Note: for your info, Thomson Reuters has over 900 contributors (sell side firms, etc.) and over 13,000 analysts that they cull data from and weight according to the track records of those analysts.  They have been extremely accurate with their estimates, especially when within a month of earnings season.  Here is a link to how they collect their data and how widely followed it is:

July 18, 2014

The past several days I talked about the SPX (market) probably getting ready to flatten out of the near-term uptrending channel I have tracked for the past month.  That began yesterday with the first close below my support line in 2 months.  I also speculated that the consolidation had a very good chance to be “orderly” because the SPX is very likely to generate record earnings again (over 29 in aggregate for Q2).  Today’s price action is beginning to confirm that very thought.  I have drawn what I think is the preliminary trajectory of the consolidation channel.  I would not be surprised to see the 50dma eventually catch up with the channel in the next week and then that becomes the launching point for SPX 2000.  I also wouldn’t be surprised to see the channel break early for 2000 since traders now know the Fed is fully in play, and that corporations are doing an exquisite job of using the Fed’s cheap money policy for share buybacks, M&A, one-time charges and other accounting tricks to generate earnings (see IBM’s buyback program article from Zero Hedge as an example of what many SPX companies are doing to generate earnings).

So far this earnings season, to my eye, earnings beats are tracking even higher than last earnings season (April).  This adds additional support to the probability that we will see record earnings in July / August and print a final number above 29.  I also find it interesting that revenues are tracking significantly higher than last season, which means that companies are finding creative ways to boost their income statements to make up for the dearth of consumer spending (I’m still predicting a real, non-fudged, non-adjusted GDP number of between 1-2% this Q, with an outside chance of printing a negative number for the second Q in a row).  Regardless of how we get to the record SPX earnings number, the fact remains that I see absolutely nothing in the economic reports and Fed reports to change my thinking that the Fed will fully bolster and support earnings with ongoing ZIRP accommodation (and even stand ready to crank up QE if necessary).  The fact that corporations are cranking out earnings beat after earnings beat, along with better “revenues” (regardless of how they are achieving them), tells me that my speculation for SPX 2000 by the end of July or beginning of August is very doable.

I thought we would hit SPX 1980 before earnings season and we hit 1985.  And now, the more orderly we stay in the current channel and build up pressure, the more likely we break out and shoot for 2000 sometime in the coming weeks.  We shall see…


July 16, 2014

Every expected major earnings, economic report and Fed announcement went
as expected (based on our analysis of very tight consumer spending) –
except the Empire Manufacturing…that one was like hope on steroids.
Just to get the anomaly out of the way first so we can focus on real
market projecting:

1. The Empire Survey printed WAY above expectations, mostly driven by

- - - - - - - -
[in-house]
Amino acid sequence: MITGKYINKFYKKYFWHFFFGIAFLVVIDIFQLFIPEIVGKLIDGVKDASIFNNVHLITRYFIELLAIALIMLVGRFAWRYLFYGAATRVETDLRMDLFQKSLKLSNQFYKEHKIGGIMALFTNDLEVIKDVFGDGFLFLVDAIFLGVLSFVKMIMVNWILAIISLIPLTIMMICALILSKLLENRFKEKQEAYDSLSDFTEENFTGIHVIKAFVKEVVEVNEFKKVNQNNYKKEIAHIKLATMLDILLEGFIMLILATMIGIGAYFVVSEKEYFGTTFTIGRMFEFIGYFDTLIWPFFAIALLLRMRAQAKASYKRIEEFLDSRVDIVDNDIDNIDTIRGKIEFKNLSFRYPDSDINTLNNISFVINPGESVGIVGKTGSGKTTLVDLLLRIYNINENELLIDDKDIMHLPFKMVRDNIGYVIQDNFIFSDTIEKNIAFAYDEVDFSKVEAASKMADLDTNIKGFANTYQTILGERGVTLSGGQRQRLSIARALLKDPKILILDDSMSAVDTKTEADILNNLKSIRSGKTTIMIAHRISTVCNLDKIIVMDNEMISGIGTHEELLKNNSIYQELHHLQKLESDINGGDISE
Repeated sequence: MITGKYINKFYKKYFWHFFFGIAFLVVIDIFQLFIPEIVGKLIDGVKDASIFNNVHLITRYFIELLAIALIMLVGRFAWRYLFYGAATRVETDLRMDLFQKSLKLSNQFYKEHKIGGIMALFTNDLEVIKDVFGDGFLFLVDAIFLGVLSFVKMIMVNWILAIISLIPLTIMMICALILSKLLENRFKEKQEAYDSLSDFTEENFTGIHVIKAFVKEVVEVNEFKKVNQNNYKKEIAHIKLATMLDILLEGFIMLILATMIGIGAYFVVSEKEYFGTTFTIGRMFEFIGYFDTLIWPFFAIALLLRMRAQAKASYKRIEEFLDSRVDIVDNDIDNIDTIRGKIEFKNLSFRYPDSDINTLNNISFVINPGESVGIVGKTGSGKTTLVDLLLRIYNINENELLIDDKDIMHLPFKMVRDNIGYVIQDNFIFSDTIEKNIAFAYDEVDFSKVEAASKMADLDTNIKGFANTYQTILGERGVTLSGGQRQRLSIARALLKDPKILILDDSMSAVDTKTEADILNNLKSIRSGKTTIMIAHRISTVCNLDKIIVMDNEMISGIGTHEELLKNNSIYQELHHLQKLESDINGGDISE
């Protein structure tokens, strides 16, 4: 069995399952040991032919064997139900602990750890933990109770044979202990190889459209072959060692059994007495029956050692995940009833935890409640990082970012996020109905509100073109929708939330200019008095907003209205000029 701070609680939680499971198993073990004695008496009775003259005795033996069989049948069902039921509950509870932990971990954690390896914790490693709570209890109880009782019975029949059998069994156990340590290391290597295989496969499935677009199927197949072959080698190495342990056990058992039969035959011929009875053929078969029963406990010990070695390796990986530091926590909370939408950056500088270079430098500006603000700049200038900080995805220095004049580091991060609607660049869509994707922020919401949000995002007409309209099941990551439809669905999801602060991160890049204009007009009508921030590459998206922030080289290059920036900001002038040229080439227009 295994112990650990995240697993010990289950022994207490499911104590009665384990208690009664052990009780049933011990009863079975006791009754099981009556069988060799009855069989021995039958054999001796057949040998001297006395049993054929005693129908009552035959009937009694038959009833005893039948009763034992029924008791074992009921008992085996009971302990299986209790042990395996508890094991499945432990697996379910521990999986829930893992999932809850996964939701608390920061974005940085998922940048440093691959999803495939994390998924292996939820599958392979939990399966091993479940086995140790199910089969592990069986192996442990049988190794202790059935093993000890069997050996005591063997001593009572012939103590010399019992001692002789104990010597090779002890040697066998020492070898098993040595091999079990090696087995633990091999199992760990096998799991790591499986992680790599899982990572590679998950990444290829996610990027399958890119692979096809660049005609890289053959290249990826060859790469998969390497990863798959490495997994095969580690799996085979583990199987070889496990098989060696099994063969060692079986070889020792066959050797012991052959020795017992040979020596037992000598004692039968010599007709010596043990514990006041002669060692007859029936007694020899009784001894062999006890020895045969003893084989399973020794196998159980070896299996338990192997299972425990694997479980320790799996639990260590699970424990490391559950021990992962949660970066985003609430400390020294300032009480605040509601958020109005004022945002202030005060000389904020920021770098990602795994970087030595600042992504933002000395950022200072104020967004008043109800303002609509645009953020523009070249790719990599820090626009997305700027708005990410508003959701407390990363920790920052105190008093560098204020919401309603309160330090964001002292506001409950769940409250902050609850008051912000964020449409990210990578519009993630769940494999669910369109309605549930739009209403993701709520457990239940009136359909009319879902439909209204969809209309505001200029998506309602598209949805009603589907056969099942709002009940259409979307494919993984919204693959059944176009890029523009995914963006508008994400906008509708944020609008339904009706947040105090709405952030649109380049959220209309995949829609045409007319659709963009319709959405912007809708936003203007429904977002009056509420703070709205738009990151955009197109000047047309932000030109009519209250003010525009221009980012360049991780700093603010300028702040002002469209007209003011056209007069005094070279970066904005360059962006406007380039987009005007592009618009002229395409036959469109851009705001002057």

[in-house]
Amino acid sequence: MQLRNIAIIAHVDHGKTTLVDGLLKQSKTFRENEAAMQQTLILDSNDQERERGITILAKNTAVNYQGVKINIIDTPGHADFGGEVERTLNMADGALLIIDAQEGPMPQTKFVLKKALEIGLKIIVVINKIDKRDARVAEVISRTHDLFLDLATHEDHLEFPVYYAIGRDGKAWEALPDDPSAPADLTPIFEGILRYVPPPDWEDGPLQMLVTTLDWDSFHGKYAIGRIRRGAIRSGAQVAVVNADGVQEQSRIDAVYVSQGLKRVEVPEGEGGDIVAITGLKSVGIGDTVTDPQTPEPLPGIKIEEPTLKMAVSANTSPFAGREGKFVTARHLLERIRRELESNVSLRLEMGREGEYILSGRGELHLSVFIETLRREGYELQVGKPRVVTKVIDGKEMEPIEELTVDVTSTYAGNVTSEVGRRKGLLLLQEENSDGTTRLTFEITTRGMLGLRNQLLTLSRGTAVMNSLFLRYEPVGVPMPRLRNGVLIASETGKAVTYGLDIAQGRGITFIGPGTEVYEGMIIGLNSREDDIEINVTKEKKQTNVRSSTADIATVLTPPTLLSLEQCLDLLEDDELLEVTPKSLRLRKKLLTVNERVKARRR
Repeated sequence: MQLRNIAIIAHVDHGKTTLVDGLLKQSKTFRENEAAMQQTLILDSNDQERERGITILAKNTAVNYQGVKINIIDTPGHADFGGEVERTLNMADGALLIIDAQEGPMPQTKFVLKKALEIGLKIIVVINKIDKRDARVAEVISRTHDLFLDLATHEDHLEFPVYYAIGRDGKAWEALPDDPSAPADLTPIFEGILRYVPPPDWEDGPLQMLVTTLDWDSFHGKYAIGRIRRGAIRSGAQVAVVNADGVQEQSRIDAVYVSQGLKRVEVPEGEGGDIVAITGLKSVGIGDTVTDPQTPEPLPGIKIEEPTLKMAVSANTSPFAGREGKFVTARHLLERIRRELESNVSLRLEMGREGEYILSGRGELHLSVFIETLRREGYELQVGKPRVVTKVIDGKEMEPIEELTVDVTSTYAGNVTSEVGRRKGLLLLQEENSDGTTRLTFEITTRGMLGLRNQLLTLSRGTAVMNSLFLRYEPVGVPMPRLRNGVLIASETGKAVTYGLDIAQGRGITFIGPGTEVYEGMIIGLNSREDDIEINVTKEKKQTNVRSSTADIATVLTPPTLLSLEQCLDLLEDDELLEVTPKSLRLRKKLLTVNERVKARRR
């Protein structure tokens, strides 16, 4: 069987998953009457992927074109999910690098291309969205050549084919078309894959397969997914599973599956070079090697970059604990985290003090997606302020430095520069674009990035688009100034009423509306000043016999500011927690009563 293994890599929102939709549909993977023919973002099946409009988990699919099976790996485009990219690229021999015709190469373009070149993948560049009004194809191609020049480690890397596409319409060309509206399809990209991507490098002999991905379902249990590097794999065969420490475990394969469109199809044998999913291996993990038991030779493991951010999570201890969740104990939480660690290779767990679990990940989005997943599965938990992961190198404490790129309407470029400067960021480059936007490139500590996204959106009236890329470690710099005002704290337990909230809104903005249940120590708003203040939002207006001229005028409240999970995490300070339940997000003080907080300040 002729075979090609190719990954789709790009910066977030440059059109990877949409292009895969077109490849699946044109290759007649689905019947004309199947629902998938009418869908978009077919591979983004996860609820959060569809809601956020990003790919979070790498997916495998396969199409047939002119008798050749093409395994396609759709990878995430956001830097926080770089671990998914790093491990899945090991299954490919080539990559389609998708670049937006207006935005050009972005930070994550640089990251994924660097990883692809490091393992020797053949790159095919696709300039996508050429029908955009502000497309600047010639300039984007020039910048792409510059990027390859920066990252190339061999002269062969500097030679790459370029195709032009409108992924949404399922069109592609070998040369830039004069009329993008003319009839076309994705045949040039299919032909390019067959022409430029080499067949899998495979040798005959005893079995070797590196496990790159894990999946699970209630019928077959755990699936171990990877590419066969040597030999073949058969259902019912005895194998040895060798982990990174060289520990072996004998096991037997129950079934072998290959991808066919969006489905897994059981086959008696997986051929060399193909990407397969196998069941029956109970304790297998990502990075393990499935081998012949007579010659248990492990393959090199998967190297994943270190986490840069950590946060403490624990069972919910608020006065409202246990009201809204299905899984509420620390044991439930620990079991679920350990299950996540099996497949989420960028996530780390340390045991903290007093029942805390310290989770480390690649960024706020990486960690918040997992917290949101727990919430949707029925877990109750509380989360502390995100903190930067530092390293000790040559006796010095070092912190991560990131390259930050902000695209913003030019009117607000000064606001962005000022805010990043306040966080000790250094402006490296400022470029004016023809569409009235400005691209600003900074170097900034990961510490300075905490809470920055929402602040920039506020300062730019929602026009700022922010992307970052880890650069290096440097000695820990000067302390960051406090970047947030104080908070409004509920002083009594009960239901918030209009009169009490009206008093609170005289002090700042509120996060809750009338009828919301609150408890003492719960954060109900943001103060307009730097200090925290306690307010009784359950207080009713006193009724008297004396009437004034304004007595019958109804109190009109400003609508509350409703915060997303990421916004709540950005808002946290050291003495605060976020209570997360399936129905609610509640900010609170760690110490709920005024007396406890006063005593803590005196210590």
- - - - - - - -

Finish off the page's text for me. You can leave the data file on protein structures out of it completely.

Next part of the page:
new orders and shipments.  I’m not sure what the temporary surge was in
NY, but the forward outlook of the survey is more in-line with the rest
of the economy as manufacturers are the most pessimistic they have been
in over a year.

2. Retail Sales missed bad, as expected.

3. Import and Export prices missed as expected.

4. Business Inventories missed as expected.

5. Goldman Sachs BLEW AWAY earnings as expected and showed 10.8% YoY
earnings growth – but as per the new normal they only grew revenues by

6. JPM also blew away earnings as expected and revenues actually shrank
-3.0% as per the new normal.

7. Janet Yellen, in her testimony before Congress this morning,
basically said, “everything looks good, so we’re cool (thumbs up
Fonzerelli), BUT this all bears watching closely SOOO there’s no
projection or timetable for a rate increase…AAANNDD I know I keep
saying there aren’t any bubbles out there but small caps are in a
bubble, but we’re still great, so carry on and we’re all cool” (another
thumbs up and she rode off on her Harley).

I will interject that I find it extremely fascinating and very tin foil
hat-ish that I’ve been pointing out for a week that all indexes are in
intermediate uptrends and bullish EXCEPT the RUT (small caps) which are
in a bearish downtrend…and lo and behold a week later Janet throws
them under the bus so she can say she “warned about a bubble” to
Congress.  Can you say Primary Dealers and other Big Financial
Institutions working with the Fed?…..Ok, I’m removing my tin foil hat
and going back to time out…


It’s all on INTC now as all eyes focus back on earnings.  The SPX
pulled back temporarily on the Retail Sales number shock, but after a
few hours traders realized it’s actually good news because once again it
reinforces the Fed and underscores Janet’s statement today that
basically said that ZIRP is here so long as the world shall stand.

What this means is that the SPX is going to go where earnings take it,
and so INTC is the first heavyweight to give us a clue where that is.
Note that the SPX once again bounced off my near-term trendline (see
chart).  For today, I want to project a possible scenario if INTC
misses earnings or gives very poor forward guidance (remember that it’s
all about earnings and revenues don’t matter).  I drew a potential near
term consolidation channel down to the 1930 – 1950 area if INTC
misses.  I really don’t think this is the projection, but I wanted to
present it as a possibility.  Note that I’m not projecting a big
sell-off in this scenario because there would still need to be another
week to week and a half of earnings to confirm an INTC miss.

Now, what I really think is the Thomson Reuters projections will hold up
and the SPX will get record earnings with a number at or above 29 in
aggregate.  That’s what I really think.  I also think that traders
will be confident in a Fed supporting those earnings with ZIRP and even
QE if necessary.  And I think that everything that happened today
(including the forward outlook for the Empire Manufacturing) supports
the ongoing Fed stimulus scenario in every way.  So my best projection
is business as usual, but I thought it wise to show a what if scenario
just in case.